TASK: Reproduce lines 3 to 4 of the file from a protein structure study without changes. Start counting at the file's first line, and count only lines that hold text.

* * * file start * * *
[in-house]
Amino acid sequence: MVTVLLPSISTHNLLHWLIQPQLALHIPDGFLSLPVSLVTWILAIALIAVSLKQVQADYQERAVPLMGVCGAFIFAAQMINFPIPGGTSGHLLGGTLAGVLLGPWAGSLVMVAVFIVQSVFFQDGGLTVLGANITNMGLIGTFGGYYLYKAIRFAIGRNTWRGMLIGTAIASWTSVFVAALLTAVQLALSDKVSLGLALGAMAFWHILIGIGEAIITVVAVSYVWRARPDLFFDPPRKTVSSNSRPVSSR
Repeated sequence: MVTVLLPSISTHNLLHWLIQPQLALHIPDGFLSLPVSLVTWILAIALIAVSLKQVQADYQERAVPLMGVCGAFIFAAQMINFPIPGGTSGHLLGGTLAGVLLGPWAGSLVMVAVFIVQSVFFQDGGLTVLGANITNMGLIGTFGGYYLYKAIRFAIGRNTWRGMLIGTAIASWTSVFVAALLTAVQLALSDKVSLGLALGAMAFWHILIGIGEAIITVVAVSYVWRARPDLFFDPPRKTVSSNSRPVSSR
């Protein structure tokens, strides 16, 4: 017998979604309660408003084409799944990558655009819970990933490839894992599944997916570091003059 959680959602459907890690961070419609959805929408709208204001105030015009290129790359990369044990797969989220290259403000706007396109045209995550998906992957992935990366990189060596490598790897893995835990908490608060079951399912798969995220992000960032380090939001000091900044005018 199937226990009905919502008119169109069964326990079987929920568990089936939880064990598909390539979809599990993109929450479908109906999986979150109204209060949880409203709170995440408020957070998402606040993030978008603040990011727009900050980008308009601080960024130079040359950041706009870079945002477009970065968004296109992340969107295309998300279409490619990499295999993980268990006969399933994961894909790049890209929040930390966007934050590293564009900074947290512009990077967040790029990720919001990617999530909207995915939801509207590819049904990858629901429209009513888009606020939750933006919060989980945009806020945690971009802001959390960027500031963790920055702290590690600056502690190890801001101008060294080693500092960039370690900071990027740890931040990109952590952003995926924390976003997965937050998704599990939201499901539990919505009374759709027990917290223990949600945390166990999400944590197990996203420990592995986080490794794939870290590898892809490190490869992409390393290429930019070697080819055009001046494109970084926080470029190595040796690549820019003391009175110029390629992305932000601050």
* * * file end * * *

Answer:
Repeated sequence: MVTVLLPSISTHNLLHWLIQPQLALHIPDGFLSLPVSLVTWILAIALIAVSLKQVQADYQERAVPLMGVCGAFIFAAQMINFPIPGGTSGHLLGGTLAGVLLGPWAGSLVMVAVFIVQSVFFQDGGLTVLGANITNMGLIGTFGGYYLYKAIRFAIGRNTWRGMLIGTAIASWTSVFVAALLTAVQLALSDKVSLGLALGAMAFWHILIGIGEAIITVVAVSYVWRARPDLFFDPPRKTVSSNSRPVSSR
């Protein structure tokens, strides 16, 4: 017998979604309660408003084409799944990558655009819970990933490839894992599944997916570091003059 959680959602459907890690961070419609959805929408709208204001105030015009290129790359990369044990797969989220290259403000706007396109045209995550998906992957992935990366990189060596490598790897893995835990908490608060079951399912798969995220992000960032380090939001000091900044005018 199937226990009905919502008119169109069964326990079987929920568990089936939880064990598909390539979809599990993109929450479908109906999986979150109204209060949880409203709170995440408020957070998402606040993030978008603040990011727009900050980008308009601080960024130079040359950041706009870079945002477009970065968004296109992340969107295309998300279409490619990499295999993980268990006969399933994961894909790049890209929040930390966007934050590293564009900074947290512009990077967040790029990720919001990617999530909207995915939801509207590819049904990858629901429209009513888009606020939750933006919060989980945009806020945690971009802001959390960027500031963790920055702290590690600056502690190890801001101008060294080693500092960039370690900071990027740890931040990109952590952003995926924390976003997965937050998704599990939201499901539990919505009374759709027990917290223990949600945390166990999400944590197990996203420990592995986080490794794939870290590898892809490190490869992409390393290429930019070697080819055009001046494109970084926080470029190595040796690549820019003391009175110029390629992305932000601050």